by Wesley J. Smith
Ever since Terri Schiavo, writing about the wrongness of removing feeding tubes from patients diagnosed with persistent unconsciousness (PVS) — we should never call them “vegetables,” a term as denigrating and dehumanizing as a racial epithet — is like spitting in the wind.
But, what the heck. Patients in this condition are often dehydrated to death by having their feeding tubes removed, which takes up to two weeks. Never mind that some 40 percent of such diagnoses are erroneous. Never mind that some of these people may feel the agony of not eating or drinking if so misdiagnosed. Bioethics and law treat artificial nutrition and hydration as a medical treatment, and any medical treatment can be refused or withdrawn.
But what if scientists found a way to awaken such patients? That may be on the way after an unconscious patients seems to have been roused through nerve stimulation. From the Guardian story:
A 35-year-old man who had been in a persistant vegetative state (PVS) for 15 years has shown signs of consciousness after receiving a pioneering therapy involving nerve stimulation.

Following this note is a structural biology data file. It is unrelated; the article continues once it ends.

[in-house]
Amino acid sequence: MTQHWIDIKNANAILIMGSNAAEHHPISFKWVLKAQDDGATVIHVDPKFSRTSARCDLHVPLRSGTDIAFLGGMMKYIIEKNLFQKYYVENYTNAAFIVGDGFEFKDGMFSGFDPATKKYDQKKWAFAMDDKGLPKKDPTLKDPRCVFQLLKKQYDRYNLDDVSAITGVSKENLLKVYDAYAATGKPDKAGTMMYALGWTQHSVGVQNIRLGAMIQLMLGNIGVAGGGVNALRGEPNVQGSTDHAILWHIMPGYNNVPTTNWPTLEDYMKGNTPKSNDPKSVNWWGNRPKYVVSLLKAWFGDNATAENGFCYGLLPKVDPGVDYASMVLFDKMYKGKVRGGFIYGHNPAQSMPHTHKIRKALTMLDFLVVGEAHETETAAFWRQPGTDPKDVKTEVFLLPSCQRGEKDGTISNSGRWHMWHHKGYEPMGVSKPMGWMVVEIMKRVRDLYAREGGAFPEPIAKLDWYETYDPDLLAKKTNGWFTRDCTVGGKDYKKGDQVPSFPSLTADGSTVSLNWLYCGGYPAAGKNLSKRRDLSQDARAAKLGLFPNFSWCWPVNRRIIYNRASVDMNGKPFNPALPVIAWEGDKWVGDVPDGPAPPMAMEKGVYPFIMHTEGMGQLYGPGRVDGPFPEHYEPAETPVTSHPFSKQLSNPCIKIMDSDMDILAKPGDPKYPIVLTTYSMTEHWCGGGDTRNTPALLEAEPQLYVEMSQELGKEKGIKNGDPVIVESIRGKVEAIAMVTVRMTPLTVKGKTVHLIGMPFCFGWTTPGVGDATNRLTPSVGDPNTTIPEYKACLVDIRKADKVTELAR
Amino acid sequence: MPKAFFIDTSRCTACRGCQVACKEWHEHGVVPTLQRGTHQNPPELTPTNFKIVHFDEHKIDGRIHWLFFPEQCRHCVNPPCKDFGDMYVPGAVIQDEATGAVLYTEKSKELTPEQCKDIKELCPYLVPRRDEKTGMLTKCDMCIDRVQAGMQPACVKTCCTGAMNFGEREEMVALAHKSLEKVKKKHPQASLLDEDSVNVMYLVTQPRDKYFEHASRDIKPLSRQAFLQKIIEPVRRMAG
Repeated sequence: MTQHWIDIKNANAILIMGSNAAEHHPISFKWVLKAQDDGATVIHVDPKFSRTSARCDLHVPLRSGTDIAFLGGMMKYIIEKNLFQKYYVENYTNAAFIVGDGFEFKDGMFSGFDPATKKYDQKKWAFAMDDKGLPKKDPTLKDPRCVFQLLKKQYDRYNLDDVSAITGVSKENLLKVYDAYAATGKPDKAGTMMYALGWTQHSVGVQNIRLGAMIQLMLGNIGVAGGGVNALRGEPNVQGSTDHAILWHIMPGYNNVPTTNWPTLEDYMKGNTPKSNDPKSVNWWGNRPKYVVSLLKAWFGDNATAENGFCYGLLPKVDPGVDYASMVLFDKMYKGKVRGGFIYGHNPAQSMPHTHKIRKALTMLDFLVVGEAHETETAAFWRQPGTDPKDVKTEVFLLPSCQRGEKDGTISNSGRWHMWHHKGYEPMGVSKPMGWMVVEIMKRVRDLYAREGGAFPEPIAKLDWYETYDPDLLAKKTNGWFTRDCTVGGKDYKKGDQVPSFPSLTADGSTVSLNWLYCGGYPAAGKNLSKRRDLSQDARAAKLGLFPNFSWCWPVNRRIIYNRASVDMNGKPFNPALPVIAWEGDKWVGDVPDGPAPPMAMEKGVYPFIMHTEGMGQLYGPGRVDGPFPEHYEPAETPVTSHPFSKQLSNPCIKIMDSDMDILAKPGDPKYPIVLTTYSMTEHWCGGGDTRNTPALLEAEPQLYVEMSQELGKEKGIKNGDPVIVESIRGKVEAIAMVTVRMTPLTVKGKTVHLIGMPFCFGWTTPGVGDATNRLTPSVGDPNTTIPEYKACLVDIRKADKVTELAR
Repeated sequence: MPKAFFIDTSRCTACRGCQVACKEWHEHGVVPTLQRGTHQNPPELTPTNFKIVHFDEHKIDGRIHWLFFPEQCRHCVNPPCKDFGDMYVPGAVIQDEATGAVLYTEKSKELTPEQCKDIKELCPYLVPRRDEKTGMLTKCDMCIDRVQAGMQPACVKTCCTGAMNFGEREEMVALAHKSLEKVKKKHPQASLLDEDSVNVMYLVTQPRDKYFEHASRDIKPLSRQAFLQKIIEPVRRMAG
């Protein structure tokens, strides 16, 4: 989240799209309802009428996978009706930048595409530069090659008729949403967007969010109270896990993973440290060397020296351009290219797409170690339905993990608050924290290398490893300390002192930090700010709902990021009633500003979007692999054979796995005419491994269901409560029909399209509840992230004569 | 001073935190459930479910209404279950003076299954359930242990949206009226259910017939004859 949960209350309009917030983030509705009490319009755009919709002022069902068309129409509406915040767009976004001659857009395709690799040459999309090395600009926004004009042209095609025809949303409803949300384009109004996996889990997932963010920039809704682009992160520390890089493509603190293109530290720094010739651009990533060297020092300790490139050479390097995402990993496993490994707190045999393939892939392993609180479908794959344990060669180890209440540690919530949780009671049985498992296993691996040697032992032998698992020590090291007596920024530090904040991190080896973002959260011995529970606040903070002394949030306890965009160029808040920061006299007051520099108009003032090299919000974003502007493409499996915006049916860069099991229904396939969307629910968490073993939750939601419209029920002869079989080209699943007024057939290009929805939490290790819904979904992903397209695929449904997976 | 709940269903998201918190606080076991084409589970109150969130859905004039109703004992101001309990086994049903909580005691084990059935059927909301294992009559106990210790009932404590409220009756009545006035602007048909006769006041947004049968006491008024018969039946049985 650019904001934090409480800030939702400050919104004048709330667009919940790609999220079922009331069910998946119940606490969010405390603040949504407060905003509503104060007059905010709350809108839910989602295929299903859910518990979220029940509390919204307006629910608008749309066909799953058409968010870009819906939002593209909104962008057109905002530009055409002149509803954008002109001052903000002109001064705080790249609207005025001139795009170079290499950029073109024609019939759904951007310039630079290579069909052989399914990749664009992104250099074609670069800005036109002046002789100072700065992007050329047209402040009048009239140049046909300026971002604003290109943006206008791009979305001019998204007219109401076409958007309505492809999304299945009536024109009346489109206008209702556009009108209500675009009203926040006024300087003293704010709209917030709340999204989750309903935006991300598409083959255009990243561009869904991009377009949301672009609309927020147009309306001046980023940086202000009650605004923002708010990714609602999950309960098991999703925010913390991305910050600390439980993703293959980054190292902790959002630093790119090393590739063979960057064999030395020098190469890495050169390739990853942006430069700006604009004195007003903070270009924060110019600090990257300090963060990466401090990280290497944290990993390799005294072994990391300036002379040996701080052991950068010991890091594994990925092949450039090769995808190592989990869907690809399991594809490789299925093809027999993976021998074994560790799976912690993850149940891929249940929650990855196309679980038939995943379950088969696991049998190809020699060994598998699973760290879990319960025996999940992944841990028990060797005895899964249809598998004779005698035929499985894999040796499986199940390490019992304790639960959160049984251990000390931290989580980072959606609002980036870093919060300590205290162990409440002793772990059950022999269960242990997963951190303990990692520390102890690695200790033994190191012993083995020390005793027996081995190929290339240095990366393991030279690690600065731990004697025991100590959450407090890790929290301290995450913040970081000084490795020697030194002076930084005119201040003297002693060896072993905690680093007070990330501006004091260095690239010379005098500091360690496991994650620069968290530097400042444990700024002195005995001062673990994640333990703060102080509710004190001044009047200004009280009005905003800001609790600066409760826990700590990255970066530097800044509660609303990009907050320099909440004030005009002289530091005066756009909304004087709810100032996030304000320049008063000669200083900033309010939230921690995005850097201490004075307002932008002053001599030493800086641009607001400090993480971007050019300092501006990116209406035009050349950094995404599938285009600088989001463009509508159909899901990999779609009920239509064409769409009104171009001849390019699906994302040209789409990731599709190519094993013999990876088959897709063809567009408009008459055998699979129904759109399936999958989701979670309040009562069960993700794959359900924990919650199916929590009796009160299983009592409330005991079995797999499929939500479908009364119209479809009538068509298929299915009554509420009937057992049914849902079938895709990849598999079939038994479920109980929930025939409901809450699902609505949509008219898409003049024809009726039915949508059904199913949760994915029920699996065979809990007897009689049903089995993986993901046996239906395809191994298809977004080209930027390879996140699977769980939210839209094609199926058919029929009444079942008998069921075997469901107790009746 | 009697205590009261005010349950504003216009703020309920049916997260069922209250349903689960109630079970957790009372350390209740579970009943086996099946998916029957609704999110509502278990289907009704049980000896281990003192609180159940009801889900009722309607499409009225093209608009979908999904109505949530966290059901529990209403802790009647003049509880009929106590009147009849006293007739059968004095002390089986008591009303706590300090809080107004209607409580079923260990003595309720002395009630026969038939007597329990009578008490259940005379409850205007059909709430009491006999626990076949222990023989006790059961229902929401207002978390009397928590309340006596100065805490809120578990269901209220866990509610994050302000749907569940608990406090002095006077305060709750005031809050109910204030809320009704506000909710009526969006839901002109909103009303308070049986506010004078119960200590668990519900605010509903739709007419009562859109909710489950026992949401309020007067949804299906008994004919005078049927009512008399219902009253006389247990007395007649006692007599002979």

The treatment challenges a widely-accepted view that there is no prospect of a patient recovering consciousness if they have been in PVS for longer than 12 months.
Since sustaining severe brain injuries in a car accident, the man had been completely unaware of the world around him. But when fitted with an implant to stimulate the vagus nerve, which travels into the brain stem, the man appeared to flicker back into a state of consciousness.
He started to track objects with his eyes, began to stay awake while being read a story and his eyes opened wide in surprise when the examiner suddenly moved her face close to the patient’s. He could even respond to some simple requests, such as turning his head when asked — although this took about a minute.
This should be good news that should cause us to pause in removing feeding tubes from the unconscious as this research proceeds. (Some bioethicists even want such removals to become the standard of care, say after two years.)
But I can hear the bioethicists now — because I have read their advocacy: It is more urgent to remove the feeding tubes from the minimally conscious because they may be in horror at their impaired condition or otherwise suffering. And, in fact, people with minimal awareness are legally dehydrated in all fifty states.
Except that a study of patients in a locked-in state, with the appearance of complete unconsciousness but actually being aware, shows that most are “happy,” and majorities would not want euthanasia. (Scientists can now communicate with such patients.)
So, as this research proceeds, let’s care for these seriously disabled patients — both apparently unconscious and conscious — as full and equal members of the moral community. And let’s think twice before removing sustaining treatment that can only have one result: a protracted and perhaps, painful death.